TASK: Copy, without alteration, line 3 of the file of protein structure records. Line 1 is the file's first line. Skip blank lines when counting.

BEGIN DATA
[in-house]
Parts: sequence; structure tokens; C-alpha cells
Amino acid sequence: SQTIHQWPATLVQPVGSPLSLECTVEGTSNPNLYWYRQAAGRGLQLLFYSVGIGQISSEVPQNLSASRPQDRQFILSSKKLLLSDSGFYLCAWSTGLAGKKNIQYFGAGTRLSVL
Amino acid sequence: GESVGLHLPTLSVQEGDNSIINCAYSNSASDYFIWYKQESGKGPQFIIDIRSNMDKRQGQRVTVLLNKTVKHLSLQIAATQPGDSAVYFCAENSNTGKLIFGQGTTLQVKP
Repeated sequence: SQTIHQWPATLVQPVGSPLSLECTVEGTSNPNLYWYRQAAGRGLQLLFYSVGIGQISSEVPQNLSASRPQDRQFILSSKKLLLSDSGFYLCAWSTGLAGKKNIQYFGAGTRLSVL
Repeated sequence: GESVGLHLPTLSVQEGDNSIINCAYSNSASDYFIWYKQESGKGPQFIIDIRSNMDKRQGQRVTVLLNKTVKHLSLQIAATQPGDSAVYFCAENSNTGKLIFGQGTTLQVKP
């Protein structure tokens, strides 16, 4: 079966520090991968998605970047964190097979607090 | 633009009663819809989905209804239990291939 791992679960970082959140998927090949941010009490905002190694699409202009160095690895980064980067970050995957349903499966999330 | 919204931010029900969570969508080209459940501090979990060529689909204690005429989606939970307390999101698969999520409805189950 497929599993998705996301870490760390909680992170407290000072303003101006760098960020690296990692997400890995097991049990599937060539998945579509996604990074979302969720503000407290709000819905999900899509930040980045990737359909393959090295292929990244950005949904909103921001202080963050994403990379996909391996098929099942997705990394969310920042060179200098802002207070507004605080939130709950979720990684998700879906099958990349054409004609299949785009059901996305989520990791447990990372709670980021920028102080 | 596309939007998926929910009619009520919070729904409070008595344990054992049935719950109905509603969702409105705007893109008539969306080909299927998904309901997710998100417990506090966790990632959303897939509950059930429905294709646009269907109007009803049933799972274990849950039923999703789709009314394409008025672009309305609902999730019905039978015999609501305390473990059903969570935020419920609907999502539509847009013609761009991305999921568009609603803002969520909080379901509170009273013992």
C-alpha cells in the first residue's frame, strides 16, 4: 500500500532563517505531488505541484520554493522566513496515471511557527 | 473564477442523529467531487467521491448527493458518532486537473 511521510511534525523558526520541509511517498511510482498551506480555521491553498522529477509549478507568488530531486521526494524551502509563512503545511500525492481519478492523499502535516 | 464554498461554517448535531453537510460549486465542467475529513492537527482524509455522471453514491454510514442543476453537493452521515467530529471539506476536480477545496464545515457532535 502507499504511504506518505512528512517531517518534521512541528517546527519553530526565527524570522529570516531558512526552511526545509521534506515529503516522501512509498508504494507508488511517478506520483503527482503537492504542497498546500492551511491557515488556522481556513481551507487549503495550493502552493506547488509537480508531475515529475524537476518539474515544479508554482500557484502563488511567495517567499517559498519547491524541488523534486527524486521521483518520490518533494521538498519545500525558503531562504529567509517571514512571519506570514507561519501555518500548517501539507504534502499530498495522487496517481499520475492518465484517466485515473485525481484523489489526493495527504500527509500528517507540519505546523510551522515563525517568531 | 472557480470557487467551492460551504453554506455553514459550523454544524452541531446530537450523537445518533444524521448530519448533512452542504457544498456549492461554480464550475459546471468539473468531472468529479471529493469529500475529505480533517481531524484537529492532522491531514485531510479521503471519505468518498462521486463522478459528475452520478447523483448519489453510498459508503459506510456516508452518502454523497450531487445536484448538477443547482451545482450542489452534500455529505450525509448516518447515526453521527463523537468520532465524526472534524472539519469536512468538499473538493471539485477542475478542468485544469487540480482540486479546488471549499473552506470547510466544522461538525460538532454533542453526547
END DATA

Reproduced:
Amino acid sequence: SQTIHQWPATLVQPVGSPLSLECTVEGTSNPNLYWYRQAAGRGLQLLFYSVGIGQISSEVPQNLSASRPQDRQFILSSKKLLLSDSGFYLCAWSTGLAGKKNIQYFGAGTRLSVL